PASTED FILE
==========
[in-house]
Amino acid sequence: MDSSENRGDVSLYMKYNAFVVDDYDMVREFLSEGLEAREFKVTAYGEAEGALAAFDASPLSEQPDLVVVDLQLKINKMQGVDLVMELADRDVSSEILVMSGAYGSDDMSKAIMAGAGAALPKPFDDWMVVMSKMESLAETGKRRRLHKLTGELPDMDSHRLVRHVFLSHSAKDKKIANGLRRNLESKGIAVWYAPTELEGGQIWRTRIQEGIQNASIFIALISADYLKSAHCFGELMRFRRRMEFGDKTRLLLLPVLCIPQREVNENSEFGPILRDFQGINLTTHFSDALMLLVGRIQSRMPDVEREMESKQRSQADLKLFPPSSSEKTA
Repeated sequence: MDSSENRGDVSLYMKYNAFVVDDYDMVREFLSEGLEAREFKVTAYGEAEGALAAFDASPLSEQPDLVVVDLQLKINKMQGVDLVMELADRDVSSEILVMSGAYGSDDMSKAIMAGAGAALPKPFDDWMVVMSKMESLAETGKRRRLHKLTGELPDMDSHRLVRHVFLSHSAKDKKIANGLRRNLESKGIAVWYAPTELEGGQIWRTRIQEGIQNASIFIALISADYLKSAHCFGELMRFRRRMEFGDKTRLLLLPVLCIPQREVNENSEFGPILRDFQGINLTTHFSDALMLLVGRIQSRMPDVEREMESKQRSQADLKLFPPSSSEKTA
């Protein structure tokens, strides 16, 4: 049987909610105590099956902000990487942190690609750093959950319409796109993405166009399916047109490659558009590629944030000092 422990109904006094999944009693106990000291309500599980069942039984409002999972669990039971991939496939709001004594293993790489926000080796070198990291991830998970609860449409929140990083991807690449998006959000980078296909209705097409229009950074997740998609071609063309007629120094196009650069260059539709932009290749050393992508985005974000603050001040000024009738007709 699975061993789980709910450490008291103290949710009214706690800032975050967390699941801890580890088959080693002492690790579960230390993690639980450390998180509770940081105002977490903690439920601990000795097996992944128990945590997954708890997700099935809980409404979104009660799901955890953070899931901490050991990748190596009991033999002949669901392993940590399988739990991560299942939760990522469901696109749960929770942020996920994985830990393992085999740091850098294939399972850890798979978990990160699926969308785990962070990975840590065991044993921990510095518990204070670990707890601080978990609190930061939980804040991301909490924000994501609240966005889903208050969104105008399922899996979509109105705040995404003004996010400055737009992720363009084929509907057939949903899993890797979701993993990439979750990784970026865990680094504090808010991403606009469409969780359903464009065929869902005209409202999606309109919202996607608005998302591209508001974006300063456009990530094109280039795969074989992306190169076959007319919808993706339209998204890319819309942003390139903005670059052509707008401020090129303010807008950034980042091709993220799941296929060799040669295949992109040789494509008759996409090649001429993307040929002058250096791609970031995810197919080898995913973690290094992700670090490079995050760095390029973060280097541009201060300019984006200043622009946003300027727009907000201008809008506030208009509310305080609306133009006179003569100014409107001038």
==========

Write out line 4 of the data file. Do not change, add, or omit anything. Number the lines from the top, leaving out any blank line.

């Protein structure tokens, strides 16, 4: 049987909610105590099956902000990487942190690609750093959950319409796109993405166009399916047109490659558009590629944030000092 422990109904006094999944009693106990000291309500599980069942039984409002999972669990039971991939496939709001004594293993790489926000080796070198990291991830998970609860449409929140990083991807690449998006959000980078296909209705097409229009950074997740998609071609063309007629120094196009650069260059539709932009290749050393992508985005974000603050001040000024009738007709 699975061993789980709910450490008291103290949710009214706690800032975050967390699941801890580890088959080693002492690790579960230390993690639980450390998180509770940081105002977490903690439920601990000795097996992944128990945590997954708890997700099935809980409404979104009660799901955890953070899931901490050991990748190596009991033999002949669901392993940590399988739990991560299942939760990522469901696109749960929770942020996920994985830990393992085999740091850098294939399972850890798979978990990160699926969308785990962070990975840590065991044993921990510095518990204070670990707890601080978990609190930061939980804040991301909490924000994501609240966005889903208050969104105008399922899996979509109105705040995404003004996010400055737009992720363009084929509907057939949903899993890797979701993993990439979750990784970026865990680094504090808010991403606009469409969780359903464009065929869902005209409202999606309109919202996607608005998302591209508001974006300063456009990530094109280039795969074989992306190169076959007319919808993706339209998204890319819309942003390139903005670059052509707008401020090129303010807008950034980042091709993220799941296929060799040669295949992109040789494509008759996409090649001429993307040929002058250096791609970031995810197919080898995913973690290094992700670090490079995050760095390029973060280097541009201060300019984006200043622009946003300027727009907000201008809008506030208009509310305080609306133009006179003569100014409107001038």